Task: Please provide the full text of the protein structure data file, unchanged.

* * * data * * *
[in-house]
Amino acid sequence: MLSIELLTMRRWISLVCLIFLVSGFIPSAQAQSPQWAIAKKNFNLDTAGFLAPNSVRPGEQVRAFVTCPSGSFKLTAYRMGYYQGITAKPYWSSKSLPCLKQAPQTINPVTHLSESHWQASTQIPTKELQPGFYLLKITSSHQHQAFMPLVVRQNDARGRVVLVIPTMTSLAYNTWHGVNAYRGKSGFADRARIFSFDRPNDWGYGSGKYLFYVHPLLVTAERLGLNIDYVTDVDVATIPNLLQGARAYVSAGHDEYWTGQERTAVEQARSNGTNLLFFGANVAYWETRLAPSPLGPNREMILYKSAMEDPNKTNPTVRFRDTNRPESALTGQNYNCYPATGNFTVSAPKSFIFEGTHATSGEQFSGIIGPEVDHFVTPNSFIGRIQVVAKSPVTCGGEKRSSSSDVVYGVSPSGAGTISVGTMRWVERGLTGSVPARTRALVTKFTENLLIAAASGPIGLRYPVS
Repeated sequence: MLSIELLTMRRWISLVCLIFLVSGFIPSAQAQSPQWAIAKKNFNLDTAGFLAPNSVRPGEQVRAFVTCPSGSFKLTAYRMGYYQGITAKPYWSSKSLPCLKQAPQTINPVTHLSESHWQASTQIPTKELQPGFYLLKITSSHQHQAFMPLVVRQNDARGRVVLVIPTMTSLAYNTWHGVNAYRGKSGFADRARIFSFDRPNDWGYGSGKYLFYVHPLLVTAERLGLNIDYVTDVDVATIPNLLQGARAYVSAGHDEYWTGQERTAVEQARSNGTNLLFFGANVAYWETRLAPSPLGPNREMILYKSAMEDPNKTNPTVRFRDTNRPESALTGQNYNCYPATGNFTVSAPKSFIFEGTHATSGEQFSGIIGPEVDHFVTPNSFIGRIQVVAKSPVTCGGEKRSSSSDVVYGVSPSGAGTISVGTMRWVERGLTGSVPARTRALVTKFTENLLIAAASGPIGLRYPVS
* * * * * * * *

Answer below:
[in-house]
Amino acid sequence: MLSIELLTMRRWISLVCLIFLVSGFIPSAQAQSPQWAIAKKNFNLDTAGFLAPNSVRPGEQVRAFVTCPSGSFKLTAYRMGYYQGITAKPYWSSKSLPCLKQAPQTINPVTHLSESHWQASTQIPTKELQPGFYLLKITSSHQHQAFMPLVVRQNDARGRVVLVIPTMTSLAYNTWHGVNAYRGKSGFADRARIFSFDRPNDWGYGSGKYLFYVHPLLVTAERLGLNIDYVTDVDVATIPNLLQGARAYVSAGHDEYWTGQERTAVEQARSNGTNLLFFGANVAYWETRLAPSPLGPNREMILYKSAMEDPNKTNPTVRFRDTNRPESALTGQNYNCYPATGNFTVSAPKSFIFEGTHATSGEQFSGIIGPEVDHFVTPNSFIGRIQVVAKSPVTCGGEKRSSSSDVVYGVSPSGAGTISVGTMRWVERGLTGSVPARTRALVTKFTENLLIAAASGPIGLRYPVS
Repeated sequence: MLSIELLTMRRWISLVCLIFLVSGFIPSAQAQSPQWAIAKKNFNLDTAGFLAPNSVRPGEQVRAFVTCPSGSFKLTAYRMGYYQGITAKPYWSSKSLPCLKQAPQTINPVTHLSESHWQASTQIPTKELQPGFYLLKITSSHQHQAFMPLVVRQNDARGRVVLVIPTMTSLAYNTWHGVNAYRGKSGFADRARIFSFDRPNDWGYGSGKYLFYVHPLLVTAERLGLNIDYVTDVDVATIPNLLQGARAYVSAGHDEYWTGQERTAVEQARSNGTNLLFFGANVAYWETRLAPSPLGPNREMILYKSAMEDPNKTNPTVRFRDTNRPESALTGQNYNCYPATGNFTVSAPKSFIFEGTHATSGEQFSGIIGPEVDHFVTPNSFIGRIQVVAKSPVTCGGEKRSSSSDVVYGVSPSGAGTISVGTMRWVERGLTGSVPARTRALVTKFTENLLIAAASGPIGLRYPVS